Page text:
2012 JANUARY GARDEN CHORES

GARDEN PATCH POINTERS
By Robert H. and Hoberley Schuler

2012 JANUARY GARDEN CHORES

Gardening Chores for January can keep you busy when the sun shines and on rainy days as well. Holidays are over, and gardeners are clutching their pruners and are eyeing their shovels with an itchy foot eager to start digging into the soil. Don’t start to turn over the garden soil until you are able to take a fist full of soil, squeeze it and it crumbles easily when it hits the ground. During damp days you can prune and if the weather is really bad, stay in and finish ordering your seeds for planting. Of course you can always pull the ever present weeds!

2012 GROWING RESOLUTIONS

GARDEN PATCH POINTERS
By Robert and Hoberley Schuler

2012 GROWING RESOLUTIONS

I am looking forward to a New Year! Take time to make some gardening resolutions today!

Promise to keep a Diary of your garden activities, which could include pruning, planting, and any pesticide use. You will appreciate these notes in the years ahead.

Promise to study the new seed catalogs you have received and to place your orders soon. You can get a head start with seeds that require warmer weather by planting indoors under lights. A fluorescent shop light works well, especially with a grow light or two different kinds of fluorescent bulbs.

This is your annual warning as you start to prune trees!!!

GARDEN PATCH POINTERS
Robert H. and Hoberley Schuler, Master Gardeners

This is your annual warning as you start to prune trees!!!

Q: We need to prune some of our trees throughout the yard to bring in more light during the winter months. Can the tops be removed as well as the longer side branches?

A: Don’t Top Trees!

SLOW-RELEASE FERTILIZERS

GARDEN PATCH POINTERS
By Robert H. and Hoberley Schuler

SLOW-RELEASE FERTILIZERS

2011 DECEMBER ACTIVITIES

GARDEN PATCH POINTERS
By Robert H. and Hoberley Schuler

2011 DECEMBER ACTIVITIES

Shorter days, possibility of rain, colder mornings, possible snow in the higher locations, and the activities of the Holidays tend to put gardening on the back burner. There are many gardening activities that can be done inside, such as making certain that your favorite new 2011 seed and plant catalogs have arrived. Then you can take advantage of sunny, warmer day when it arrives, tempting us to spend it outdoors!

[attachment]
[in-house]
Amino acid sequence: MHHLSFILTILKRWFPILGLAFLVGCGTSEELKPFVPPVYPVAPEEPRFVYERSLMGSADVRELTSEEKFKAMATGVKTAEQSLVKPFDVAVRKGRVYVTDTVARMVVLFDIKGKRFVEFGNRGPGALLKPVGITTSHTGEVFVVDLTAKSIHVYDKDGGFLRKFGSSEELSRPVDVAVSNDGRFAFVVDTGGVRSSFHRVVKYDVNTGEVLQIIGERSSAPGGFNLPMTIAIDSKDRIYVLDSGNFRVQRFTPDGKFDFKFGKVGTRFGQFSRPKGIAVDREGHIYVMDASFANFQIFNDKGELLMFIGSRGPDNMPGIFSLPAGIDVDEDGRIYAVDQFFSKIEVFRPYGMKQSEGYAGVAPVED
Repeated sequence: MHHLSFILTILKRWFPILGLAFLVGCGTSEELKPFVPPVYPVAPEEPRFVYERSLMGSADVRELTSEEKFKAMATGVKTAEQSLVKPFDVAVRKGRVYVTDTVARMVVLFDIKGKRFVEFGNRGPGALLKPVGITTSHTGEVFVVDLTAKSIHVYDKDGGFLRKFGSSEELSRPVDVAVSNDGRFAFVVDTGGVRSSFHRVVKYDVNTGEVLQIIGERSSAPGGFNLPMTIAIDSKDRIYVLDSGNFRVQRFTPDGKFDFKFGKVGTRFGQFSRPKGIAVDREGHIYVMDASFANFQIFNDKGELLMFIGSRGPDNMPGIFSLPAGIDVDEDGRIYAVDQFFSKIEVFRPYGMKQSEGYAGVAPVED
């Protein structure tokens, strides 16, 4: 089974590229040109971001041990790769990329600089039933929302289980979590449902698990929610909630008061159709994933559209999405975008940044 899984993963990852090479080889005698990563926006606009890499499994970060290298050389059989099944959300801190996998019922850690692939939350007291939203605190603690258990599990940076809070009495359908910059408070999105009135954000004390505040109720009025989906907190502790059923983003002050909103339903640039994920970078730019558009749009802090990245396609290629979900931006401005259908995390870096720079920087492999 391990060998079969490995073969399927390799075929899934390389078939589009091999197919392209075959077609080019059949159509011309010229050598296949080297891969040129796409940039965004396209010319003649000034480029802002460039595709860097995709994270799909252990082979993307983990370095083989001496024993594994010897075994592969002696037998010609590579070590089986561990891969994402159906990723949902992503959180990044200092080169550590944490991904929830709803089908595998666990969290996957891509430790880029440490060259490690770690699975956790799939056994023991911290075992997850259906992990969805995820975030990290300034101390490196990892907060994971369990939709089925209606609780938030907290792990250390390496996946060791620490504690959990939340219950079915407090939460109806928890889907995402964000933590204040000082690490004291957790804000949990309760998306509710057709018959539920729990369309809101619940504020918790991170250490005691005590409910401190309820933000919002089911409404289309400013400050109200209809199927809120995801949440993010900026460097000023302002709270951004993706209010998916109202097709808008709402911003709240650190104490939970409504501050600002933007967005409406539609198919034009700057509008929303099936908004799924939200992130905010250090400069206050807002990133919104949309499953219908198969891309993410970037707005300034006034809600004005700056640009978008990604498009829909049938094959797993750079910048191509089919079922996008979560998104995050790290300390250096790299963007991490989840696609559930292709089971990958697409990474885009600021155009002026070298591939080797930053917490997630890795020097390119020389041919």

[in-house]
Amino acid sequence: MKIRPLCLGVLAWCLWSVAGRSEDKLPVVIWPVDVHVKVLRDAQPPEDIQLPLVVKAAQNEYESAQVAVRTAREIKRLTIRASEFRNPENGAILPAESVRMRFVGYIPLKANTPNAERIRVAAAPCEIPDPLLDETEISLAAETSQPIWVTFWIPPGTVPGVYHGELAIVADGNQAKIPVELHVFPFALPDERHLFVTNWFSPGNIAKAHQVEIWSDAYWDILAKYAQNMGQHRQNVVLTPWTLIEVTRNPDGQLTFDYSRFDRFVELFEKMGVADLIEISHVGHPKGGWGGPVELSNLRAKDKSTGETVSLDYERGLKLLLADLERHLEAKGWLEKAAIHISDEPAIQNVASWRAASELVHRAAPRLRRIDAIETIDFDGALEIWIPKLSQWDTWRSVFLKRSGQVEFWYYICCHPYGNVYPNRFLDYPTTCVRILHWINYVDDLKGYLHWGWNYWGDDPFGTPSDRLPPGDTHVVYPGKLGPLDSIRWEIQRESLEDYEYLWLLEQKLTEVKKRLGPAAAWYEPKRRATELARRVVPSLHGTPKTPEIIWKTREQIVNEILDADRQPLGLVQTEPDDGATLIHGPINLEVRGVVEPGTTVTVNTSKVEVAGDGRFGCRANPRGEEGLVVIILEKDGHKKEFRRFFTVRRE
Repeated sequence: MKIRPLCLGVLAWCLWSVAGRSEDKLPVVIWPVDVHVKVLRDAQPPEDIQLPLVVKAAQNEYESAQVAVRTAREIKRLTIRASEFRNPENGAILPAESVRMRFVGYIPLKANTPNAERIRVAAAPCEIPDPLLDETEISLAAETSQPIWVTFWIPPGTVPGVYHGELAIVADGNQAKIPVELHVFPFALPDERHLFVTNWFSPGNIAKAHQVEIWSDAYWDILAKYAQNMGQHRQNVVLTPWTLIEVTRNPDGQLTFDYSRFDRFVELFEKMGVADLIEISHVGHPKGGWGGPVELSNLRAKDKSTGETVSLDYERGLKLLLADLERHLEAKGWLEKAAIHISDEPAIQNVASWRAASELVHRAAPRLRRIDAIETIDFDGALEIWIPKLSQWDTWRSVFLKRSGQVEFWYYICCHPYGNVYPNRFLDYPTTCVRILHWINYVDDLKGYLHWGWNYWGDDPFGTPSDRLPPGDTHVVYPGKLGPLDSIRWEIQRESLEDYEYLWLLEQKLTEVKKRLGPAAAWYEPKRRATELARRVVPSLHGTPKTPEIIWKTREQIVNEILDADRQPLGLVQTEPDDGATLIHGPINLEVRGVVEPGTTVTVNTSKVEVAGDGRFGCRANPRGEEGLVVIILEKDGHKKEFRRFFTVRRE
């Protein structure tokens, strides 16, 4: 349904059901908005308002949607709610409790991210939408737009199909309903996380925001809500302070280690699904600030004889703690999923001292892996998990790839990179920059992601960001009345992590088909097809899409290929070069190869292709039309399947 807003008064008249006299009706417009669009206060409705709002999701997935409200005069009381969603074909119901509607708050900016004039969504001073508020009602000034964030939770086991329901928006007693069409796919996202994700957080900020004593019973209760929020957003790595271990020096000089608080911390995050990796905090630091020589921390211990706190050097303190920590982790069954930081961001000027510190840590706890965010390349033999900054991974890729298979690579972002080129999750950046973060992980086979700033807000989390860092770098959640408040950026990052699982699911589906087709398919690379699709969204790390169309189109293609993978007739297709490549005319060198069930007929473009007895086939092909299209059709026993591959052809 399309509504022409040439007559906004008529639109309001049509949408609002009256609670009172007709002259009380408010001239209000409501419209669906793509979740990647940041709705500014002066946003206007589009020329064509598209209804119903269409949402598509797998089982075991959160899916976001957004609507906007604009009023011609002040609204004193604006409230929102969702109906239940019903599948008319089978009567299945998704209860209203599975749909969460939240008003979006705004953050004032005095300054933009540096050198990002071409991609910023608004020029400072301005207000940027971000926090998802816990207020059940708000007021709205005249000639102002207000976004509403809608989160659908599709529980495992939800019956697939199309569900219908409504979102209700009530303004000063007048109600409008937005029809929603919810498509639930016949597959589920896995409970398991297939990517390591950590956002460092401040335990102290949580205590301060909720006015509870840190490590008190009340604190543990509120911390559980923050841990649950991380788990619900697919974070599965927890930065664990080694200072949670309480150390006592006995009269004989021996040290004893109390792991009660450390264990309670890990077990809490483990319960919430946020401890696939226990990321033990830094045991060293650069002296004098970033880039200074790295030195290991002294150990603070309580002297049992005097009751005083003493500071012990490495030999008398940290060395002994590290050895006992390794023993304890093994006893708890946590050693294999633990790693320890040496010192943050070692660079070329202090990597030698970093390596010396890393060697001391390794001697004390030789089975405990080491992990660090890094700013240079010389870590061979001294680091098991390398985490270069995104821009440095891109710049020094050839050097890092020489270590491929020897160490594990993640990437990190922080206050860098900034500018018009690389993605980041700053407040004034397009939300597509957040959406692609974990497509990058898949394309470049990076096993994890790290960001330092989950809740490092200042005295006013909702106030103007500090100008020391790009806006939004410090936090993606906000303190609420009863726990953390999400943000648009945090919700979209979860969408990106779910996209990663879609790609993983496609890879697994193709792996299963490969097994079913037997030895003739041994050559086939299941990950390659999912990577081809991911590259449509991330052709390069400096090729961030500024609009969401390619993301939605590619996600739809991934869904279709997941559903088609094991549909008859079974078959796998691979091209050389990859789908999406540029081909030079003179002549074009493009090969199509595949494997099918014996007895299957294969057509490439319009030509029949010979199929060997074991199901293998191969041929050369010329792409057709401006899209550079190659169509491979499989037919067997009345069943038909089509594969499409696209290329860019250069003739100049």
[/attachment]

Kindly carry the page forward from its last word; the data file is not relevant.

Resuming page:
WINTER SWEET PEAS

GARDEN PATCH POINTERS
By Robert H. and Hoberley Schuler

WINTER SWEET PEAS

Q: Can I still plant sweet peas this late in the year? What variety would you recommend? Steve Conway, Modesto

Hydrangea Sapphire Dragon Tree

GARDEN PATCH POINTERS
By Robert H. and Hoberley Schuler

The Hydrangea, macrophylla, is widely used in our area. It comes from Japan, has an asymmetrically rounded growth habit, growing 4-6 feet high and as wide. It does well as a landscape shrub or in a container. The eastern side of the house is usually the best location, to avoid the hot afternoon sun. This plant likes a well drained, porous soil, feed periodically with a balanced fertilizer. The plant can be pruned just above a node, remembering that next year’s flowers will grow on the new growth of the old stems. To get the biggest flower clusters, reduce the number of stems per plant; for numerous medium and smaller clusters, keep more stems.

CULINARY SAGES & SALVIAS

GARDEN PATCH POINTERS
by Robert H. and Hoberley Schuler

CULINARY SAGES & SALVIAS

Culinary Sages

The holidays are almost upon us, and nothing says “holidays” as much as the traditional turkey dinner. Would the turkey stuffing be as fragrant and delicious without the assistance of the humble sage?

Onions

GARDEN PATCH POINTERS
By Robert H. and Hoberley Schuler

ONIONS (Allium cepa)

With so many varieties of onions to choose from, it is important to know their growing conditions. Common environmental conditions affecting plant growth are temperature, nutrients, water, sunlight, pests and air quality. The proper development of onions in the fall requires seeds or plants of a “short day” lengths variety such as Grano, Granex, California Early Red or Crystal White Wax (white Bermuda). Yellow or white Spanish and Globe are “long day” varieties for “spring” planting.

Princess Plant

GARDEN PATCH POINTERS
By Robert and Hoberley Schuler

Princess Plant

Q: I bought a princess plant with beautiful purple blue flowers. It grew a little this past
summer but my neighbor’s has doubled in size.  What should I do to make it grow?
Georgia Radcliff, Bay Area

A: Your “Princess Flower,” Tibouchina urvilleana, is a Brazilian tropical shrub growing 10 to 18 feet tall, likes moderate watering, warmth and to be sheltered from strong breezes and freezing conditions. The plant likes a slightly acid soil, which could be your problem.

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